By doing so, teachers can meet children where they are on the developmental continuum and be better equipped to scaffold their learning, while also sending children, regardless of their mathematics knowledge and skills, powerful messages, like “You can do many things on your own here” and “This is a safe place to explore and try your ideas.”


A Glimpse at The Creative Curriculum

Take a glimpse at how The Creative Curriculum directly influences each aspect of mathematics development and learning by supporting teachers to

  • design the learning environment by purposefully placing mathematics materials in interest areas for child-initiated explorations and intentionally introducing activities with a mathematical focus;
  • observe and listen as children interact with materials and their peers;
  • introduce mathematical vocabulary to describe children’s actions and thinking;
  • differentiate mathematics instruction based on children’s unique needs;
  • ask appropriate questions as children investigate mathematics concepts;
  • embed mathematics concepts into the daily classroom routines and transitions;
  • plan, carry out, and respond to children as they bridge their informal understandings with more formal mathematics learning;
  • support families to engage in mathematic learning at home; and
  • thoughtfully implement solutions included in The Creative Curriculum studies, Intentional Teaching Experiences, Mighty Minutes, and more.


Mathematical Process Skills

Mathematical process skills are how children develop their mathematics knowledge and are often intertwined, influencing, and building upon one another.

The mathematical process skills are part of each learning experience in The Creative Curriculum related to the mathematics objectives for development and learning. Consider the examples below as a snapshot of what you might see inside a The Creative Curriculum classroom. A kindergarten boy uses a standard measurement tool to document and record his bean sprout's growth in the Discovery area.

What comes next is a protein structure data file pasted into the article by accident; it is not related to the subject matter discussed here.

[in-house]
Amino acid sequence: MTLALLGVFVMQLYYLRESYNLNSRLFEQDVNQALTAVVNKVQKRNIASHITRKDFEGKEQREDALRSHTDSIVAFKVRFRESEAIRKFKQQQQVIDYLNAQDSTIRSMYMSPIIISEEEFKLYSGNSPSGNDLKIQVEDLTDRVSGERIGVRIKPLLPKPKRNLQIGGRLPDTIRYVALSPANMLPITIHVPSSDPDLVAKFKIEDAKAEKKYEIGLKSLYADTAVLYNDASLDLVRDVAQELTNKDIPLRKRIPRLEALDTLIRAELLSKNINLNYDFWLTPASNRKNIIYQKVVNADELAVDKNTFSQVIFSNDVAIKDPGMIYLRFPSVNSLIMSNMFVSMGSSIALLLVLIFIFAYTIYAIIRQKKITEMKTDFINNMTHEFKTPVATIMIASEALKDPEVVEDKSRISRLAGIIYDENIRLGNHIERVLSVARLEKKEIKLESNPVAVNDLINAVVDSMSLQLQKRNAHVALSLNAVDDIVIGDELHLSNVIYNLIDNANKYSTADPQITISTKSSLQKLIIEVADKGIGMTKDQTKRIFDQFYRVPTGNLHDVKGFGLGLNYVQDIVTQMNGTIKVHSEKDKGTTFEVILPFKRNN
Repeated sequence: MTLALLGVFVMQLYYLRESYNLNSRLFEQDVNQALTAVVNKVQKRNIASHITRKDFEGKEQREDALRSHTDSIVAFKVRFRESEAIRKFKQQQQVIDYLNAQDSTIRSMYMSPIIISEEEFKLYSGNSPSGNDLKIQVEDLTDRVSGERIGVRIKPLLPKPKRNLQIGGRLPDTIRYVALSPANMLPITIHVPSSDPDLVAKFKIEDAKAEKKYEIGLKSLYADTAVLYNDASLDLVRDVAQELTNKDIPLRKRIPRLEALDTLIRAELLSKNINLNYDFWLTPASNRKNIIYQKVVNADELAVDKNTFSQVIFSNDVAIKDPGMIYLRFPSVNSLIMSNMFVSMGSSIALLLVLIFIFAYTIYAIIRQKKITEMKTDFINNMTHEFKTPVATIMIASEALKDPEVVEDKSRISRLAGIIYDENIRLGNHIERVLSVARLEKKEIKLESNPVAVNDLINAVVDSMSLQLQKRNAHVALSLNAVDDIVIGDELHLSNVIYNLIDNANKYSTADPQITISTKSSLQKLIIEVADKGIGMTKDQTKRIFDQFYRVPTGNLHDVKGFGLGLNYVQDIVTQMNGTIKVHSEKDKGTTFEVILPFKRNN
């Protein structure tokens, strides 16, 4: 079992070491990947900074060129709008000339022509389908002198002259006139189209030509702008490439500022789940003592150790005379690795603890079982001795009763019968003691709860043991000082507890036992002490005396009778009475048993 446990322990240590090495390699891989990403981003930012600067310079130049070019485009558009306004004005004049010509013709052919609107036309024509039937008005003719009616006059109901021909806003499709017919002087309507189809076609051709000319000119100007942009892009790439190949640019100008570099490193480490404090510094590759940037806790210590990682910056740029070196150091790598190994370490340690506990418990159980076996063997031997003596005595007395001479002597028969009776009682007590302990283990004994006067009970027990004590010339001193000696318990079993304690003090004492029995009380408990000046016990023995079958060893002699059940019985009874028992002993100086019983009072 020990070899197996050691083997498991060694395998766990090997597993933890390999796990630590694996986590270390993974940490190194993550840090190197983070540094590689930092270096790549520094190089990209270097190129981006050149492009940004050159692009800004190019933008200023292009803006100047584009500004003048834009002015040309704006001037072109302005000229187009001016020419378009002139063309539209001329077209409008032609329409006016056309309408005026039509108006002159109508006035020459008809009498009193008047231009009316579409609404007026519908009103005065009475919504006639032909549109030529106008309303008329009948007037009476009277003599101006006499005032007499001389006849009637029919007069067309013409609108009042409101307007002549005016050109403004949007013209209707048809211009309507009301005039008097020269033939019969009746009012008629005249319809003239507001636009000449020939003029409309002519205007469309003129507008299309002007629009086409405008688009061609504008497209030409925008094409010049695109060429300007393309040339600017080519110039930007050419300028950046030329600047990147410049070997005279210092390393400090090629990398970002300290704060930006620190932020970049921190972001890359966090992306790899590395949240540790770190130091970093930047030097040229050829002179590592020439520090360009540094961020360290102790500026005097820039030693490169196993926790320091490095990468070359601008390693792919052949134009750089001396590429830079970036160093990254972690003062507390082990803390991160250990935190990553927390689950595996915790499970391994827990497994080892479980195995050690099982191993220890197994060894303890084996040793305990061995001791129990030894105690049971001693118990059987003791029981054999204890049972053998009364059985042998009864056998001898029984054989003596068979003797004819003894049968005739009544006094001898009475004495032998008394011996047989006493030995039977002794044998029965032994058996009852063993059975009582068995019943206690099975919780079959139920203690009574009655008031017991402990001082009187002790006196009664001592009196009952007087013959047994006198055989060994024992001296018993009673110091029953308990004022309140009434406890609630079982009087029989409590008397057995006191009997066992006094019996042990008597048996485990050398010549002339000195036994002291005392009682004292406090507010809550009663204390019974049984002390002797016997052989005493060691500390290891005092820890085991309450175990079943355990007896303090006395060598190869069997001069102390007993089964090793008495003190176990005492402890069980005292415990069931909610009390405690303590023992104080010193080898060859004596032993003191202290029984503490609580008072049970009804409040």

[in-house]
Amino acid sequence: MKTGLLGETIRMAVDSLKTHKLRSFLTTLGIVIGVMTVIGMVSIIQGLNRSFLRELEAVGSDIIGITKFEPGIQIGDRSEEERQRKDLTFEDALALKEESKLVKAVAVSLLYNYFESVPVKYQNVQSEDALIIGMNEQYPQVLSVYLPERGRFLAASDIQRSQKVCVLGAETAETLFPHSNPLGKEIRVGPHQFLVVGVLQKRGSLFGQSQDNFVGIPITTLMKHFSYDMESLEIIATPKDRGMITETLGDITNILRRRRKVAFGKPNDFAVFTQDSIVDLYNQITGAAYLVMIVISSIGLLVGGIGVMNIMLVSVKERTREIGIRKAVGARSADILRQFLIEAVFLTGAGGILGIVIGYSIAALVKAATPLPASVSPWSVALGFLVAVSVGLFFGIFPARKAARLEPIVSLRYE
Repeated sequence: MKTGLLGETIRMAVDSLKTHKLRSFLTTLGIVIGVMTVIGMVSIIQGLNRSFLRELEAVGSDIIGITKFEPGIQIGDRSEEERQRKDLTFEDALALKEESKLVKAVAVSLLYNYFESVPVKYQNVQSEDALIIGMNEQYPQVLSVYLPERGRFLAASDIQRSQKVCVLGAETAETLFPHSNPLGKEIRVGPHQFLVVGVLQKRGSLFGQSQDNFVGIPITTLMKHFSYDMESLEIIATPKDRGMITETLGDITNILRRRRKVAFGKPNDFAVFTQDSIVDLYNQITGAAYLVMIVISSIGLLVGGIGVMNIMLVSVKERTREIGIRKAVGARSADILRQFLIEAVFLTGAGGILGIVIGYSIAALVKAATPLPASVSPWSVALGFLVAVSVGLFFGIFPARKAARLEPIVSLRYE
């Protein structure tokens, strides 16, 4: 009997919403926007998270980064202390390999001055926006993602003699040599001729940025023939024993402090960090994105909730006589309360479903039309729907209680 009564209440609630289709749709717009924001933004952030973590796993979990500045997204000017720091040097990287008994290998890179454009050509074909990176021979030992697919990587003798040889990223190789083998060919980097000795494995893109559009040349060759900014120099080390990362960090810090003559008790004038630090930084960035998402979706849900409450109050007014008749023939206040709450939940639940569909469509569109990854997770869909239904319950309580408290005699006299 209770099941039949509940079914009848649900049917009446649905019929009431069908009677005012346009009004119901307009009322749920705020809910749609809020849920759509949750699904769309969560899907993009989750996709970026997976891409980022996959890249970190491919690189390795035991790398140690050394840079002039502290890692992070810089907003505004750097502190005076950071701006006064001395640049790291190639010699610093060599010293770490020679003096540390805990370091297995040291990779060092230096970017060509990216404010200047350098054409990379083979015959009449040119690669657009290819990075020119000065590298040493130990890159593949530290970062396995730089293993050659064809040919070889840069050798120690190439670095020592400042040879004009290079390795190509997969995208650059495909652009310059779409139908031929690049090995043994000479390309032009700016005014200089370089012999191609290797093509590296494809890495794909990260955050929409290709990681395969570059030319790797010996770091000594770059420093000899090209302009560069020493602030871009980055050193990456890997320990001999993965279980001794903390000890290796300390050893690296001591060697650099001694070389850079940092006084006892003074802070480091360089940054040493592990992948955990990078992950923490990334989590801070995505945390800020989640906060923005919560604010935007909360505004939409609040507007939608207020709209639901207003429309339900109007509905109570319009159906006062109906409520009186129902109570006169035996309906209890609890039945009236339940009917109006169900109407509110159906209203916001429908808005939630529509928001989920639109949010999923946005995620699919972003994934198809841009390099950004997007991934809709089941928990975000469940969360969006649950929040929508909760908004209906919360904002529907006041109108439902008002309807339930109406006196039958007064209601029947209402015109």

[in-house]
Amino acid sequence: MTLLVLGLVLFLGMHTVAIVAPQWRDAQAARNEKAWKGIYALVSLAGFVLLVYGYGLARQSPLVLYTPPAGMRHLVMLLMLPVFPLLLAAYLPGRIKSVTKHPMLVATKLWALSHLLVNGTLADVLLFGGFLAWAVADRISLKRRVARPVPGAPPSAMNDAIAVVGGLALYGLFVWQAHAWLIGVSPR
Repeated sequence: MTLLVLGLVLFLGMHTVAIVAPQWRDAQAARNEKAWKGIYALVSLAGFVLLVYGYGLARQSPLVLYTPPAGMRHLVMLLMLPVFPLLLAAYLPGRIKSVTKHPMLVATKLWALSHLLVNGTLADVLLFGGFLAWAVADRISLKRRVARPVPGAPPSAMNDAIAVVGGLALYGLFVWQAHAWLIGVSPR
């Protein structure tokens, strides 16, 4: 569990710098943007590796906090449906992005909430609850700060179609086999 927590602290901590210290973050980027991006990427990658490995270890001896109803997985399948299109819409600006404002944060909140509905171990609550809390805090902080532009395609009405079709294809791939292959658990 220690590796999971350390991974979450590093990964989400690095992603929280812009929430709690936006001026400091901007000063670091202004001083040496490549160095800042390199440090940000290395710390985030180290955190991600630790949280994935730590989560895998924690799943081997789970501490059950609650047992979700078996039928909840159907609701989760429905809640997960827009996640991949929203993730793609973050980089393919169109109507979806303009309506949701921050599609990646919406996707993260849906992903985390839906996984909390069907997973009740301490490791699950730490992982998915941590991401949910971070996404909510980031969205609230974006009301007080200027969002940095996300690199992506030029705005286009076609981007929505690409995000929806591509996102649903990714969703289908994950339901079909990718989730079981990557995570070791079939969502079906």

• Problem-solving: In the Art area children, try to solve a problem by counting paint brushes. The teacher asks, “How many do we have? Are there enough paint brushes for each paint cup?”
  • Reasoning: In the Toys and Games area, children discuss why they placed triangles inside a circle representing a category and explain their reasoning.
  • Communicating: In the Dramatic Play area, children sell flowers in the class “flower shop,” communicating the prices of arrangements. A child pretending to work in the flower shop might tell another child, “Daisies cost a dollar.”
  • Connecting: In the Library area, children connect what they have learned about patterns by creating a pattern border around each page of the class book.
  • Representing: In the Block area, children discuss blueprints or representations of earlier constructions.

The Creative Curriculum prepares teachers to promote children’s mathematics learning in a practical yet comprehensive way that instills confidence in their teaching practice, empowering them to establish classroom communities which inspire and motivate our youngest learners each day.

young woman at woman on her laptop